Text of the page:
Family Foundations, Part 4 – The Biblical View of Children (Genesis 4:1-2)
Preached by Pastor Phil Layton at Gold Country Baptist Church on December 14, 2008
Genesis 4 introduces to us the first two children ever born. We’re not going to focus this evening on the ensuing story of Cain and Abel and what happened later and the deterioration of the family and society in Genesis (that will come in another couple lessons) but we want to start with the foundation that is laid down in God’s Word for children and family
Genesis 4:1-2 (NKJV) 1 Now Adam knew Eve his wife, and she conceived and bore Cain, and said, “I have acquired a man from the Lord.” 2 Then she bore again, this time his brother Abel. Now Abel was a keeper of sheep, but Cain was a tiller of the ground.
I don’t know if you’ve ever given much thought to what a remarkable evidence of God’s grace this passage is. We have just turned the corner from Genesis 3 (what happened in chapter 3)? Sin has come to our world, and God had made very clear to man that if they ate of the tree of the knowledge of good and evil, they would surely die deservedly and instantly seems to be understood.
We all know the story; a snake shows up speaking partial truths and questioning God’s goodness, i.e., “why He is so restrictive?” (3:1, 4-5). Eve was tempted by the lust of the flesh, the lust of the eyes and the pride of life (v. 6) and she eats the fruit and gives to her husband with her and he eats, too (v. 7). They can run but can’t hide from God – God calls Adam as the responsible head first, even though Eve sinned first, the husband bears primary responsibility due to his role as head of the family. God calls him out on the carpet of lush paradise, and singles him out as the man in v. 11 emphatically “Who told you that you were naked? Have you eaten from the tree of which I commanded you not to eat?”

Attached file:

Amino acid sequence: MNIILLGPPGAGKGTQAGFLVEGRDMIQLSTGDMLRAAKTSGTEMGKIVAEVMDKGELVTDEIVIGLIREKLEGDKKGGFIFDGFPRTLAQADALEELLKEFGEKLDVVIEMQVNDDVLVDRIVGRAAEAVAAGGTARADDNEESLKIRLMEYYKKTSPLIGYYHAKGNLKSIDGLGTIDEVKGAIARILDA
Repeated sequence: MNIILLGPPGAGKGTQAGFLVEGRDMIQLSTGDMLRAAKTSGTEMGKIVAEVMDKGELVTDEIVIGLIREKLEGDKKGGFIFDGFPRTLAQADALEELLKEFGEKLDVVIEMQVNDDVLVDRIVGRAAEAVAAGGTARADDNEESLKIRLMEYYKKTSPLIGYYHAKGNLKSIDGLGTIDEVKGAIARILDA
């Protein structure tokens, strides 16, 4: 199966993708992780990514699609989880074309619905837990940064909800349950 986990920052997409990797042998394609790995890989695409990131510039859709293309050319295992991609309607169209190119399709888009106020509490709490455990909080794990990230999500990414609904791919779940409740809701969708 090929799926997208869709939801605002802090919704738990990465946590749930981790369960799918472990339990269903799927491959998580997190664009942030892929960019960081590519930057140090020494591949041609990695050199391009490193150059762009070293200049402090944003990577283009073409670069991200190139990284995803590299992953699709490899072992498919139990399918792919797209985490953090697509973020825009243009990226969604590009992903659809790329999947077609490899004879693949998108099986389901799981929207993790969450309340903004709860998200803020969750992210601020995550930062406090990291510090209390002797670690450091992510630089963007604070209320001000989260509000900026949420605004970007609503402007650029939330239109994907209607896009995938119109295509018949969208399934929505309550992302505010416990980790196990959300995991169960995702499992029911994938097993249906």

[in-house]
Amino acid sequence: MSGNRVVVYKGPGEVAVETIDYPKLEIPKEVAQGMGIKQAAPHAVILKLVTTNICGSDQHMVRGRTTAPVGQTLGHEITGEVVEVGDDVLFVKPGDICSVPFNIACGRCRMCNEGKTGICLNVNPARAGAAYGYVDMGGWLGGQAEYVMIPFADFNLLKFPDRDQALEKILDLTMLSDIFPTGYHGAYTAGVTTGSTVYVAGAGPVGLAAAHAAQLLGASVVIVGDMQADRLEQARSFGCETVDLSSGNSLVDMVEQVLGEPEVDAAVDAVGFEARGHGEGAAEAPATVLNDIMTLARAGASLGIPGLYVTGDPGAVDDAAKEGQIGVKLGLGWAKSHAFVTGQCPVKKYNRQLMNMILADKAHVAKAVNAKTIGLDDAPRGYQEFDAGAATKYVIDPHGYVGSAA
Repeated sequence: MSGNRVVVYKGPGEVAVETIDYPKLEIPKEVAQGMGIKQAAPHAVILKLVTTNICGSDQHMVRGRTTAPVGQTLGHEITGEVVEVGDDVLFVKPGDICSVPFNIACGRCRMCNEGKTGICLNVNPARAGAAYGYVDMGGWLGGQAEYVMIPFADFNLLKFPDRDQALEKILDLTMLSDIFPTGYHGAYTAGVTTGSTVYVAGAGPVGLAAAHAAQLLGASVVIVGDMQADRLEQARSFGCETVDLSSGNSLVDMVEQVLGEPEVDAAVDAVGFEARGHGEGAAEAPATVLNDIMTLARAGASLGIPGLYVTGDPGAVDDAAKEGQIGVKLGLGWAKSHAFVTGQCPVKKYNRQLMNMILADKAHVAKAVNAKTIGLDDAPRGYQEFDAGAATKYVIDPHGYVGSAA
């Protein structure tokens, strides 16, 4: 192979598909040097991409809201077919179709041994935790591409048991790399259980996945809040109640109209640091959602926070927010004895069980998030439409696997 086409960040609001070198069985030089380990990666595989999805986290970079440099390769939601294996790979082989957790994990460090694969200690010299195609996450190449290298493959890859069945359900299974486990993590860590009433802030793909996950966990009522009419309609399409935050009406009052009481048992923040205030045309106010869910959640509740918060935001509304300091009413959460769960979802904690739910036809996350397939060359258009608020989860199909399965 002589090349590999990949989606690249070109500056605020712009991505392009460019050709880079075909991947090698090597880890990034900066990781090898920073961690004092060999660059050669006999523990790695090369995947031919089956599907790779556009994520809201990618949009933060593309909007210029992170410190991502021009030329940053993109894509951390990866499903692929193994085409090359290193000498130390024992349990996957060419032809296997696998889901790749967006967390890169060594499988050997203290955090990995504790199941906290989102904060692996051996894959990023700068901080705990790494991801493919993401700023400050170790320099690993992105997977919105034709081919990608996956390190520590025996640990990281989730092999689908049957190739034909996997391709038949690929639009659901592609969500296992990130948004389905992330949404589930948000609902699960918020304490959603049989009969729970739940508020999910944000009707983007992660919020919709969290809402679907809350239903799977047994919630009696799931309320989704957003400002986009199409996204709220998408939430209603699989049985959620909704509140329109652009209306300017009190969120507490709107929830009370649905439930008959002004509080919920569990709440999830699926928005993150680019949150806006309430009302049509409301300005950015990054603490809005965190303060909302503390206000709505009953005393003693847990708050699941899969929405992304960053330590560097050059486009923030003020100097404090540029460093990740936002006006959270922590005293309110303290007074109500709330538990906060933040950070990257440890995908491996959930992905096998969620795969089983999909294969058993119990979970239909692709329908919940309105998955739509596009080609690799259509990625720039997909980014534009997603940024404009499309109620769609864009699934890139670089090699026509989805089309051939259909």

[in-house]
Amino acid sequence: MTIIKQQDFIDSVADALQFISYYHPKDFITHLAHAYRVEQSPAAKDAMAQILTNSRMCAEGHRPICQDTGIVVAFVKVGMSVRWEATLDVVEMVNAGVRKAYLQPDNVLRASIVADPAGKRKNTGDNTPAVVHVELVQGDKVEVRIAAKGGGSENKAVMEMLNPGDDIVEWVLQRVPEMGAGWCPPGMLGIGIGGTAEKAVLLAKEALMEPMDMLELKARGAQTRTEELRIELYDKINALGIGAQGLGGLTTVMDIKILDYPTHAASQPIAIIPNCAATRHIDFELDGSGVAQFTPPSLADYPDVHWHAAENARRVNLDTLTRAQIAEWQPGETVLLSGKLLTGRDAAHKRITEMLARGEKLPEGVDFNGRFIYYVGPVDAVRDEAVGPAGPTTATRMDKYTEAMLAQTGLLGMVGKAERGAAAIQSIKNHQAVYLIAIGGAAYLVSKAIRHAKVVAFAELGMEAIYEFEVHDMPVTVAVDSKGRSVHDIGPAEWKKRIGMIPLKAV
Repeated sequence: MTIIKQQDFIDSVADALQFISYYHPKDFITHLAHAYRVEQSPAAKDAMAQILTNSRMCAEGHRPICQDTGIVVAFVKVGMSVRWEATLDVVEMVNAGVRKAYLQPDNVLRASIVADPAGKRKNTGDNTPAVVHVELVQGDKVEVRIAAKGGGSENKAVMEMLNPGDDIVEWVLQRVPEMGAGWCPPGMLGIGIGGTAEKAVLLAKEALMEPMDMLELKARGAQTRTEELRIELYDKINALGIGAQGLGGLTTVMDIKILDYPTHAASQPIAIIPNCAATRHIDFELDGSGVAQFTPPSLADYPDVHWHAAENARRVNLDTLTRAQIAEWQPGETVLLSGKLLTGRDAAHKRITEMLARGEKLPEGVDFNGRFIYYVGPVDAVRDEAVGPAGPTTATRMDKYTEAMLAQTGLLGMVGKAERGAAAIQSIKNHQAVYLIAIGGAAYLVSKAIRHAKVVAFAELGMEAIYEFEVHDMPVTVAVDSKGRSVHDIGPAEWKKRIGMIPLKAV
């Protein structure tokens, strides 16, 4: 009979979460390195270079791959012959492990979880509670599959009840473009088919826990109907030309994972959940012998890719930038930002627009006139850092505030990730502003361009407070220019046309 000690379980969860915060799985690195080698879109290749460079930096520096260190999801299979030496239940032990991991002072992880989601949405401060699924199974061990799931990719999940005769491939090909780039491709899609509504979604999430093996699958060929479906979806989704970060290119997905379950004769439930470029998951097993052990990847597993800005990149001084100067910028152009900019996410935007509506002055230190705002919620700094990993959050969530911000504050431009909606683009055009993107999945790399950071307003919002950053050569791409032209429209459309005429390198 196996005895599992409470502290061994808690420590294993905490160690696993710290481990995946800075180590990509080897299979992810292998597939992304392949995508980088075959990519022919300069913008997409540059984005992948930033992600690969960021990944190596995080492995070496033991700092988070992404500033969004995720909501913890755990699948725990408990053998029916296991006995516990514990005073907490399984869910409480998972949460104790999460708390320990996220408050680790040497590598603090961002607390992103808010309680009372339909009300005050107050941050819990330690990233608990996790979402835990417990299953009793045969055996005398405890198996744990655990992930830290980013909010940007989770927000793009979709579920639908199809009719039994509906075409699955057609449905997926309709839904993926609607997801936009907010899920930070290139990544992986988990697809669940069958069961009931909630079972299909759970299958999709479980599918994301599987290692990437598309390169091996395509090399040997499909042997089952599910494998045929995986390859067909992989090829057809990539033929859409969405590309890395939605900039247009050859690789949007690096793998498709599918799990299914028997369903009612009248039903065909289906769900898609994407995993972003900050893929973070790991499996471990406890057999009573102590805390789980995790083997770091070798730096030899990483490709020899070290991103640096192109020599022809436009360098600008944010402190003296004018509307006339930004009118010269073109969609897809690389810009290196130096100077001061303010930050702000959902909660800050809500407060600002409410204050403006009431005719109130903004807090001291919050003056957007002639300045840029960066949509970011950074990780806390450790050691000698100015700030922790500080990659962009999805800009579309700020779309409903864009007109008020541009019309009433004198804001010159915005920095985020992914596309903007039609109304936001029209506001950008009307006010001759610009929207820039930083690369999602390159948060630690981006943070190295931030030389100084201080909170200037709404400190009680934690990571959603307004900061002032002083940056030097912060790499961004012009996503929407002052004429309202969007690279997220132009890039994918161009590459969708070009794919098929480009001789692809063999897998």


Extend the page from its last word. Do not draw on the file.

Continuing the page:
You also are familiar with what happens next, as you’ve heard before, Adam blames Eve, Eve says basically “the devil made me do it,” and the serpent doesn’t have a leg to stand on.
The serpent is not given any chance to speak or repent (no fallen angels are given such an opportunity) and God could and should at this moment punish mankind by death, physical and eternal.
Spiritual death, separation from God due to sin, did take place that very same day that they sinned, but notice as I read verses 14 and following that this passage we typically identify as God’s curse or judgment would have been originally heard as including grace
Genesis 3:14-21 (NASB95)